Chinese tourists visit the Expo 2012 Yeosu, South Korea, in May. Provided to China Daily
The stereotypical image of Chinese tourists abroad is of large tour groups following a guide with a red flag through sightseeing spots and shopping malls.
But all that could be about to change, as the country’s leading travel agencies attempt to replace traditional tour packages with high-end experiences.
On Monday, China Travel Service, a big player in the travel industry, announced it will cooperate with vacation resorts in South Korea to provide packages that appeal to well-off families, eco-golfers and winter sports enthusiasts.
“Getting in and out of a tour bus at tourist spots and being in a rush is no longer working with outbound tourists,” said Zhang Ping, president of CTS. “We have to move upstream in quality and create tourism products tailored to the demands of individuals and that give people more freedom for unique experiences.”
The company says its cooperation with South Korea’s GB Networks, an agency that provides travel services to 14 resorts, will give Chinese tourists access to large-scale ski resorts, golf courses, water parks, hotels and convention centers.
Jin Chengxiu, director of the CTS’ branch in Seoul, said it was the first time a Chinese travel agency has attempted to tap into the South Korean resort market, which currently attracts a large number of Korean and international tourists, but few Chinese.
“Most resorts are in northern Gangwon Province, which has a smooth, sandy coastline and is known as the epicenter of winter sports in Korea,” he said. “Chinese tourists, especially those traveling with their families or for business conventions, can spend several days and nights in one place relaxing.”
The province is also the site of the 2018 Pyeongchang Winter Olympic Games, and authorities expect to draw 10,000 tourists from China each year in the lead-up to the event.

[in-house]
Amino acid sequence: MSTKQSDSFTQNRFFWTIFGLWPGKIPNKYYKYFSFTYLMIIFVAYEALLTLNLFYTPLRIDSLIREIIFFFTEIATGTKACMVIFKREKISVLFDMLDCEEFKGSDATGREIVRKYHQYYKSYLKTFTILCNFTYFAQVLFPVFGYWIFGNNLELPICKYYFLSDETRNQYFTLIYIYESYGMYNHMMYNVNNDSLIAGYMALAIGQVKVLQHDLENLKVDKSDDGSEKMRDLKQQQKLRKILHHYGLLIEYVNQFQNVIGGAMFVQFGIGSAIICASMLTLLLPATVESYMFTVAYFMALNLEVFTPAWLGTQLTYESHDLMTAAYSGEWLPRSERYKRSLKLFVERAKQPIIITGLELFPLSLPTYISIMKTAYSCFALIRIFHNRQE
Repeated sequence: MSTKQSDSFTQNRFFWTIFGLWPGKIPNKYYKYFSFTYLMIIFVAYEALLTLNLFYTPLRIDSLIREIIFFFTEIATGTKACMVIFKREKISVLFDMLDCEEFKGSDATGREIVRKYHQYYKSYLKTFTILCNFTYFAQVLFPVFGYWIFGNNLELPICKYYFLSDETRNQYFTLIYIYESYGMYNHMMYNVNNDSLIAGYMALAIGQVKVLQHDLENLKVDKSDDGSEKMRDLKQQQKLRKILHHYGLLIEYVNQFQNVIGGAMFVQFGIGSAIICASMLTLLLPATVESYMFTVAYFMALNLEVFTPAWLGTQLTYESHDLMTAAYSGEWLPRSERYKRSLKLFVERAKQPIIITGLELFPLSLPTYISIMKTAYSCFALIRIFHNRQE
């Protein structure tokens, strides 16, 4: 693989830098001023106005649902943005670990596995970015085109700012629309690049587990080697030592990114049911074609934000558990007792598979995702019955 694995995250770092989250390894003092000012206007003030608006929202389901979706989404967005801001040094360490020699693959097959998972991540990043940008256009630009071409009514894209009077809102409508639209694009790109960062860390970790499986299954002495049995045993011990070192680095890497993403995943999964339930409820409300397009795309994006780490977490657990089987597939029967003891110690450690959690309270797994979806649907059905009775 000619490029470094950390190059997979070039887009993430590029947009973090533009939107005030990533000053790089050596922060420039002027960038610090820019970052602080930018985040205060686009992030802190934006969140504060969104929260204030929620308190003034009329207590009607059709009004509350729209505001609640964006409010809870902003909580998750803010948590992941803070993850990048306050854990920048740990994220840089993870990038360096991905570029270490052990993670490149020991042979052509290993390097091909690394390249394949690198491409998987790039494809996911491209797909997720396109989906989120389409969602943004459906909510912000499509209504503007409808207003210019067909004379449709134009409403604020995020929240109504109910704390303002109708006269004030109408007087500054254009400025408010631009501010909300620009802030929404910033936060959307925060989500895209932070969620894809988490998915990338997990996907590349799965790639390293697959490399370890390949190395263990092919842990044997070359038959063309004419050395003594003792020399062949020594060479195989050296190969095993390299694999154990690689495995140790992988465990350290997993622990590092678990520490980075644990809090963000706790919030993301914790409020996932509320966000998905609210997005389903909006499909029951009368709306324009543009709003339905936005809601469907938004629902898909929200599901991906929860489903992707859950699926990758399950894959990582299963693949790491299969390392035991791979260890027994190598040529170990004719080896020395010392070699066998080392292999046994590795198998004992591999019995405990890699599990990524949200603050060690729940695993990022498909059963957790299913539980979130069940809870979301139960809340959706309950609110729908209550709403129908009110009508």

According to Zhang, Chinese tour agencies are making bold attempts to offer a variety of high-end tourism packages to cater for a booming market demand.
“Some remote but captivating destinations that were believed to be too expensive for Chinese tourists are becoming more popular,” said Zhang, adding that the agency has organized trips to Seychelles in the Indian Ocean with chartered flights this year. “Because the number of Chinese outbound tourists is increasing, the prices of hotels and airline tickets are getting lower, which can cut the price for outbound travel.
“Amid the economic downturn, people are more likely to spend money on tourism to relieve stress. The industry is now also promoted by the Chinese government as a way to stimulate consumption.”
According to the National Tourism Administration, 38 million Chinese tourists traveled overseas in the first half of this year, up 18 percent from the same period last year.
After Japan, China is South Korea’s second largest source of inbound tourists. A new visa policy will come into effect next month, loosening restrictions on Chinese tourists in a bid to promote tourism.